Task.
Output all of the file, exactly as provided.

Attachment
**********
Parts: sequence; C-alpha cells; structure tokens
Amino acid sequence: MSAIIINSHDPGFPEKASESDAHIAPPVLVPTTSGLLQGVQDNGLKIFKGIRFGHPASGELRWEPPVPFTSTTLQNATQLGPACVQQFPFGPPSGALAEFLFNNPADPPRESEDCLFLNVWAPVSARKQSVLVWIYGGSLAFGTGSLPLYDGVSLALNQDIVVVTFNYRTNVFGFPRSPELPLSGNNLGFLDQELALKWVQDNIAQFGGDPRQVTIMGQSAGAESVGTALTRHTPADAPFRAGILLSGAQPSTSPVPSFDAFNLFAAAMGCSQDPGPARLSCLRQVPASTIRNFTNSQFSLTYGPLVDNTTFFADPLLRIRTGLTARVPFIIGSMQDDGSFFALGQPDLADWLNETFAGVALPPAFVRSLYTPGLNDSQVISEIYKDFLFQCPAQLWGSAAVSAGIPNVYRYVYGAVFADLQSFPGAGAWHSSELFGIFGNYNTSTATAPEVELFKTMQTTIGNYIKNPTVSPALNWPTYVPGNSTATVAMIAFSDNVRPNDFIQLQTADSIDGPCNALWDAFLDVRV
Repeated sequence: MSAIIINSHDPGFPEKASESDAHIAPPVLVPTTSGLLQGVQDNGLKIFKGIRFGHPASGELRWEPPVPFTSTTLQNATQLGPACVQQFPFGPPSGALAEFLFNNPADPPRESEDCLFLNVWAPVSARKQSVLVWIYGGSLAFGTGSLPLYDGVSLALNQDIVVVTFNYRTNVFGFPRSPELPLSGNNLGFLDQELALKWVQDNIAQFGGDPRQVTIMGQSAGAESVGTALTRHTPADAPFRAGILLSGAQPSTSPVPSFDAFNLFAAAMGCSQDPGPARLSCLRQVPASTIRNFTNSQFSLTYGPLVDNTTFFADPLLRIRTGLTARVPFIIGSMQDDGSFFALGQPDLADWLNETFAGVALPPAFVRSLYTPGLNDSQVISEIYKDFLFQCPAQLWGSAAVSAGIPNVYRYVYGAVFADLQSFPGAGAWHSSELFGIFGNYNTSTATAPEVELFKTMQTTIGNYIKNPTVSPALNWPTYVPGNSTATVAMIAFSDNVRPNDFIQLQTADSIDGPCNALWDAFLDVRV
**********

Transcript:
Parts: sequence; C-alpha cells; structure tokens
Amino acid sequence: MSAIIINSHDPGFPEKASESDAHIAPPVLVPTTSGLLQGVQDNGLKIFKGIRFGHPASGELRWEPPVPFTSTTLQNATQLGPACVQQFPFGPPSGALAEFLFNNPADPPRESEDCLFLNVWAPVSARKQSVLVWIYGGSLAFGTGSLPLYDGVSLALNQDIVVVTFNYRTNVFGFPRSPELPLSGNNLGFLDQELALKWVQDNIAQFGGDPRQVTIMGQSAGAESVGTALTRHTPADAPFRAGILLSGAQPSTSPVPSFDAFNLFAAAMGCSQDPGPARLSCLRQVPASTIRNFTNSQFSLTYGPLVDNTTFFADPLLRIRTGLTARVPFIIGSMQDDGSFFALGQPDLADWLNETFAGVALPPAFVRSLYTPGLNDSQVISEIYKDFLFQCPAQLWGSAAVSAGIPNVYRYVYGAVFADLQSFPGAGAWHSSELFGIFGNYNTSTATAPEVELFKTMQTTIGNYIKNPTVSPALNWPTYVPGNSTATVAMIAFSDNVRPNDFIQLQTADSIDGPCNALWDAFLDVRV
Repeated sequence: MSAIIINSHDPGFPEKASESDAHIAPPVLVPTTSGLLQGVQDNGLKIFKGIRFGHPASGELRWEPPVPFTSTTLQNATQLGPACVQQFPFGPPSGALAEFLFNNPADPPRESEDCLFLNVWAPVSARKQSVLVWIYGGSLAFGTGSLPLYDGVSLALNQDIVVVTFNYRTNVFGFPRSPELPLSGNNLGFLDQELALKWVQDNIAQFGGDPRQVTIMGQSAGAESVGTALTRHTPADAPFRAGILLSGAQPSTSPVPSFDAFNLFAAAMGCSQDPGPARLSCLRQVPASTIRNFTNSQFSLTYGPLVDNTTFFADPLLRIRTGLTARVPFIIGSMQDDGSFFALGQPDLADWLNETFAGVALPPAFVRSLYTPGLNDSQVISEIYKDFLFQCPAQLWGSAAVSAGIPNVYRYVYGAVFADLQSFPGAGAWHSSELFGIFGNYNTSTATAPEVELFKTMQTTIGNYIKNPTVSPALNWPTYVPGNSTATVAMIAFSDNVRPNDFIQLQTADSIDGPCNALWDAFLDVRV